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Russia launches tender for Yak-152 trainer aircraft

Russia is to complete the development of the Yakovlev Yak-152 turboprop trainer The aircraft is planned to enter service in late 2016

Russia has launched a tender for the completion of the development of the Yakov-lev Yak-152 basic turboprop trainer aircraft, federal arms supply agency Rosoboron-postavka announced on 19 March.

The tender, with an assigned budget of RUB300 million (USD8.32 million), is intended to complete the design documentation for the aircraft and lead to the production of four prototype aircraft. According to Rosobo-ronpostavka's statement, Irkut Corporation has estimated that the cost of the work is likely to be RUB318.7 million.

Irkut's Yakovlev design bureau has been working on the Yak-152 design (in partnership with China's Hongdu Aviation Industry Group - HAIC) since at least 2004. HAIC is understood to have built six prototypes of its version of the design, called the L-7, with the first making its public debut at the Zhuhai air show in November 2010, although no maiden flight of the Yak-152/L-7 design has been confirmed.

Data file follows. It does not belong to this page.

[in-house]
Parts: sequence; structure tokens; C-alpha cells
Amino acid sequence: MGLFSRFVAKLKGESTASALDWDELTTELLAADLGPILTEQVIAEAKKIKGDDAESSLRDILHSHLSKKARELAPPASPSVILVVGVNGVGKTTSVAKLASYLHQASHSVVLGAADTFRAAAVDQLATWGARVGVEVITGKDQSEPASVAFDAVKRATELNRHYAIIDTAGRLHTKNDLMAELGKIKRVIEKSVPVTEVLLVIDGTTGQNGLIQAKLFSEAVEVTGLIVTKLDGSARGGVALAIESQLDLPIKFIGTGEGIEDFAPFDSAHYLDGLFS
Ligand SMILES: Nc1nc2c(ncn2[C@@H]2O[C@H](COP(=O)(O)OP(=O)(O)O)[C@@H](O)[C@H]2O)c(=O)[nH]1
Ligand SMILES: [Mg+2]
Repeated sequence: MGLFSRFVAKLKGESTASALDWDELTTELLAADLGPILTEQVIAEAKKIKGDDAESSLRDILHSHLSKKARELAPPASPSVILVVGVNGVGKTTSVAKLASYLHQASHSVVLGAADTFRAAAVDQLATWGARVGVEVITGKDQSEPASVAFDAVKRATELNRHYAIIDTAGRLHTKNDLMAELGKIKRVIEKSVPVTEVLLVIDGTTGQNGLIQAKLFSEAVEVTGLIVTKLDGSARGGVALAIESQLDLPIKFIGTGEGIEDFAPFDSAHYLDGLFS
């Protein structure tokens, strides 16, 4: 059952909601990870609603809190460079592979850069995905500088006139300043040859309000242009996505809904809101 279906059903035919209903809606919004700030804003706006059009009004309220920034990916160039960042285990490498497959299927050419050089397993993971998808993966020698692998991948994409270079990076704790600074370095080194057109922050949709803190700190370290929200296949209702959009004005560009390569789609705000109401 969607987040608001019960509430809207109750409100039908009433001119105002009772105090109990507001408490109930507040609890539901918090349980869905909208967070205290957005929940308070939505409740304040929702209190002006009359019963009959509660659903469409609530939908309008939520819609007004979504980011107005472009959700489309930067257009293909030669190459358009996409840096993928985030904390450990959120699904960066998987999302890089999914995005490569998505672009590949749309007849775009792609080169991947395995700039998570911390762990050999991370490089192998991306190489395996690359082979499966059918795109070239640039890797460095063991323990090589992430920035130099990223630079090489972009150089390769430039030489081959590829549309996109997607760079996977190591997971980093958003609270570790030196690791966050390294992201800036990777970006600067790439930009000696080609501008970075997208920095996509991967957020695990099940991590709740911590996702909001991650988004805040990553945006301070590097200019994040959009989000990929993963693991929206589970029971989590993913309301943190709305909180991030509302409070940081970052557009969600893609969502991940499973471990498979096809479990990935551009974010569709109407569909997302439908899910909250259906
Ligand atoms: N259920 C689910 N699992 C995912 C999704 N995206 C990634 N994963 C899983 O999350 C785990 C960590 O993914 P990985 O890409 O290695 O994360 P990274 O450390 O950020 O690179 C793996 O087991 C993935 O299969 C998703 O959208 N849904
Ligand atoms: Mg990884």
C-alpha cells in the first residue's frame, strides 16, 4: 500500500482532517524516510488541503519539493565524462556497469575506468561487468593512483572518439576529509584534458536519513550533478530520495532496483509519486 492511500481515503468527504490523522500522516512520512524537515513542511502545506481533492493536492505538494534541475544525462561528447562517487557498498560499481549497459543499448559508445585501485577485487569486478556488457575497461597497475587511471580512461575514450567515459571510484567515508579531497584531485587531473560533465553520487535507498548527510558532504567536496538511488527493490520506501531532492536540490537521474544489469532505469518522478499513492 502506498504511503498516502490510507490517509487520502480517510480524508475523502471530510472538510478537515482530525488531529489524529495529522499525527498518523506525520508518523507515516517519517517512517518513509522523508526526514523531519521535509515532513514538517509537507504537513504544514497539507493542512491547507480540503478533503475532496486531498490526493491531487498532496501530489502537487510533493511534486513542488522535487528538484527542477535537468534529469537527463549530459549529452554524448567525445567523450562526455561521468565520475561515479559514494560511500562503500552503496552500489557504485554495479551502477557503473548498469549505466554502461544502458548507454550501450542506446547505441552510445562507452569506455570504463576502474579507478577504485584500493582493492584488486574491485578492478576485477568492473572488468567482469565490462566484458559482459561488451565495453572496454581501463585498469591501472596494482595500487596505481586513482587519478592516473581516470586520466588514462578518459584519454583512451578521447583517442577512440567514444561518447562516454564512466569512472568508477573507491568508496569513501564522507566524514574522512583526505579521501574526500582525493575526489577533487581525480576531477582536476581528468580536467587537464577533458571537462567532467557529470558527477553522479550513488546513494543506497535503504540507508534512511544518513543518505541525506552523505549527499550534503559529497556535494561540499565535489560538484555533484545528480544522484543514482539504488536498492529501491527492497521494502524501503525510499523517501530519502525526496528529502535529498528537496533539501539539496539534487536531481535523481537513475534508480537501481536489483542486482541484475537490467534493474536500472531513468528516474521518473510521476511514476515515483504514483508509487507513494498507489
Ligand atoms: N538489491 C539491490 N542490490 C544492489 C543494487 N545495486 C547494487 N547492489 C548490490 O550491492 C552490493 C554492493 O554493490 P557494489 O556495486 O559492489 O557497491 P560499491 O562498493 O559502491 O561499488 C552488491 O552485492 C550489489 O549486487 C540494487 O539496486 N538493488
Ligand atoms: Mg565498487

Under the tender, the completion of the design documentation for manufacturing the prototype aircraft is to be completed by the end of September 2014. The programme then calls for the construction of two prototypes for flight trials, a prototype for static tests, and a fourth for fatigue testing - to be built by the end of October 2015 these will then undergo a state trial programme lasting until the end of September 2016, with Russia planning to be able to accept the first Yak-152 trainer into service by the end of November 2016.

Russia is intending that the Yak-152 will become the country's new basic turboprop aircraft, serving with the Russian Ministry of Defence, the paramilitary sports organisation DOSAAF, and "other organisations", according to Rosoboronpostavka. Following training on the Yak-152 Russian military pilots will then transfer onto the Yakovlev Yak-130 'Mitten' advanced jet trainer. It is understood that the MAI-223 Kityonok ultra-light aircraft will be used as a screener aircraft prior to pilots training on the Yak-152.

The tender documents stipulate that the Yak-152 must have a maximum speed of at least 300-320 kph; a maximum altitude of4,000 m; a maximum take-off/landing distance of 300 m; a range of 1,400 km; and a service life of 10-30,000 hours, or some 30 years.

According to the tender, the aircraft will be powered by a German-designed engine, will feature retractable tricycle landing gear, and have the SKS-94M ejection system for both crew.

Source: JanesDefence Weekly 26 March 2014 p/12

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